After UK rate hike, PM May expects higher returns for savers - spokesman


Mr Carney also said he "expected" banks to change savers' rates accordingly.

For every £20 of extra interest...

The Bank increased rates from 0.25 per cent to 0.5 per cent, reversing last year's emergency reduction after the European Union referendum.

Santander has said savings products linked to the base rate will move in line with the increase.

Thousands of homeowners here in Liverpool, those on standard variable rate or a tracker rate, will now face higher mortgage interest payments but John-Paul Dennis, partner at Kirwans law firm, doesn't expect to see a major impact on the Liverpool property market at large.

Britain's first interest rate hike in more than a decade will have an nearly immediate effect on mortgage rates, but with few implications for the prime housing market, experts say.

"The 0.25% lift in the base rate will likely be passed on to borrowers on variable-rate mortgage deals nearly immediately-with a material effect", said Simon Gammon, managing partner at Knight Frank Finance.

Dr Farquhar, senior lecturer in the Department of Finance, Accounting, Systems and Economics, said: "If this is a sign that interest rates are going in an upward direction then it could have potentially very serious consequences, because household debt is still going up. Even a small increase could potentially be quite significant".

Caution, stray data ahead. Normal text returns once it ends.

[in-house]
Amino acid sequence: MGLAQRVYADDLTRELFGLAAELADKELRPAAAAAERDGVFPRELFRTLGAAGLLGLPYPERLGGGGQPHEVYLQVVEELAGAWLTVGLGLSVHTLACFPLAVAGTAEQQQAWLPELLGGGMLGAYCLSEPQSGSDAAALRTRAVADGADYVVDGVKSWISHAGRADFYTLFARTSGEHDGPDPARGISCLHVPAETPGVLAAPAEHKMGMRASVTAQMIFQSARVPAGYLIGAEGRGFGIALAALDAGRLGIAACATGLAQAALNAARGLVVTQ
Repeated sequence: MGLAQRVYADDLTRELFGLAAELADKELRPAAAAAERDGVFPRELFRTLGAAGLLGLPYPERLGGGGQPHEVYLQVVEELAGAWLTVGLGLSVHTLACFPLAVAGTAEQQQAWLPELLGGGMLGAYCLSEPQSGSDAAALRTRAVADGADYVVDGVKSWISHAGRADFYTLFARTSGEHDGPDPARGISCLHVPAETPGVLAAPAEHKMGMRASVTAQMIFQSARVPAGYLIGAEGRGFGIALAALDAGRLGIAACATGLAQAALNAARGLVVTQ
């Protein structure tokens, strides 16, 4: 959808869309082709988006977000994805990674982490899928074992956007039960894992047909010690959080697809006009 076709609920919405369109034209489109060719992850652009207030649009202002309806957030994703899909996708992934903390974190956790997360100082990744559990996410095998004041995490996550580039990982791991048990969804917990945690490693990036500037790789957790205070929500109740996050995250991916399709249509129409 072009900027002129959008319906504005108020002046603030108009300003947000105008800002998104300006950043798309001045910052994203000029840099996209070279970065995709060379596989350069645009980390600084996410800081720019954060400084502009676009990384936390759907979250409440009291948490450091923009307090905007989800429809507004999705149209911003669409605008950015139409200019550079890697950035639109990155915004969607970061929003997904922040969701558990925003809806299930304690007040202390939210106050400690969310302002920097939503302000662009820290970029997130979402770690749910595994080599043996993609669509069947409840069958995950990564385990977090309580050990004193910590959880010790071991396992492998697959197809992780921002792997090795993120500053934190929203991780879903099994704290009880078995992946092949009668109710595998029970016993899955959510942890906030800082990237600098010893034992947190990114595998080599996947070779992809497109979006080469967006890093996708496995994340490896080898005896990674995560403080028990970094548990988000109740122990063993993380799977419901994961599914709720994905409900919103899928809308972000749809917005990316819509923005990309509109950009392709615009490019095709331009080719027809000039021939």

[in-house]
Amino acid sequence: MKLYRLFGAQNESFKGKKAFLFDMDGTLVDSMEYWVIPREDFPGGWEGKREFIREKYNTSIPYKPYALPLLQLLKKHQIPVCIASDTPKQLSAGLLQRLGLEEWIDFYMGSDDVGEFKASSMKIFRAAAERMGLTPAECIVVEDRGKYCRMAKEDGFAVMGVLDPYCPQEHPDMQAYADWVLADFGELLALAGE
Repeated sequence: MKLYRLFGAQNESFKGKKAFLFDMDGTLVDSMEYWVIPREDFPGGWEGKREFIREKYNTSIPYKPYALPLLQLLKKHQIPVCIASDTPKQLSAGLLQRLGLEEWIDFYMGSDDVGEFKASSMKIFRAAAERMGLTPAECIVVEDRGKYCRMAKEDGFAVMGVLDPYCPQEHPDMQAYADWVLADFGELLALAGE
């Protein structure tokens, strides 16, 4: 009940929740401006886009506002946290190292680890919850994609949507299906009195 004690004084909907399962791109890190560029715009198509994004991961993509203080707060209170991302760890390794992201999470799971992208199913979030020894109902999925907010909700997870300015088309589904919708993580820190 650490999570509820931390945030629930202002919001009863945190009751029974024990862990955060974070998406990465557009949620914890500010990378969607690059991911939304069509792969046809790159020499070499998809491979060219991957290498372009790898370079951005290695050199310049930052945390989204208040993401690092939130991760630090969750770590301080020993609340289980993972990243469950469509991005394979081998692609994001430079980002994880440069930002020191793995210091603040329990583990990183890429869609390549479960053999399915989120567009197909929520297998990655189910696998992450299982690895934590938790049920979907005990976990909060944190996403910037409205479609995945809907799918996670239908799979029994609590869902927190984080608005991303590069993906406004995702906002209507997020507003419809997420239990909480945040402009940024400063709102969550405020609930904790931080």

Former pensions minister Sir Steve Webb, who is now director of policy at Royal London, said: "After a decade of low and falling interest rates, today's rise provides a modest boost for pensions".

Recent figures showed the average amount of debt per person was now £8,000 - not including mortgages, he said, and around a quarter of people said they were struggling.

He predicts a series of small, 0.25 per cent, increases over time, particularly while the Bank of England and the rest of the financial economy waits for some kind of certainty over the impact of Brexit.

Bank governor Mark Carney said: "With unemployment at a 42-year low, inflation running above target and growth just above its new, lower speed limit, the time has come to ease our foot off the accelerator".

"The rate's rise will be gradual and modest and, in my opinion, will not affect the prime central market, which is a market unto itself", Ms. Fatemi said.

"We'll watch it closely".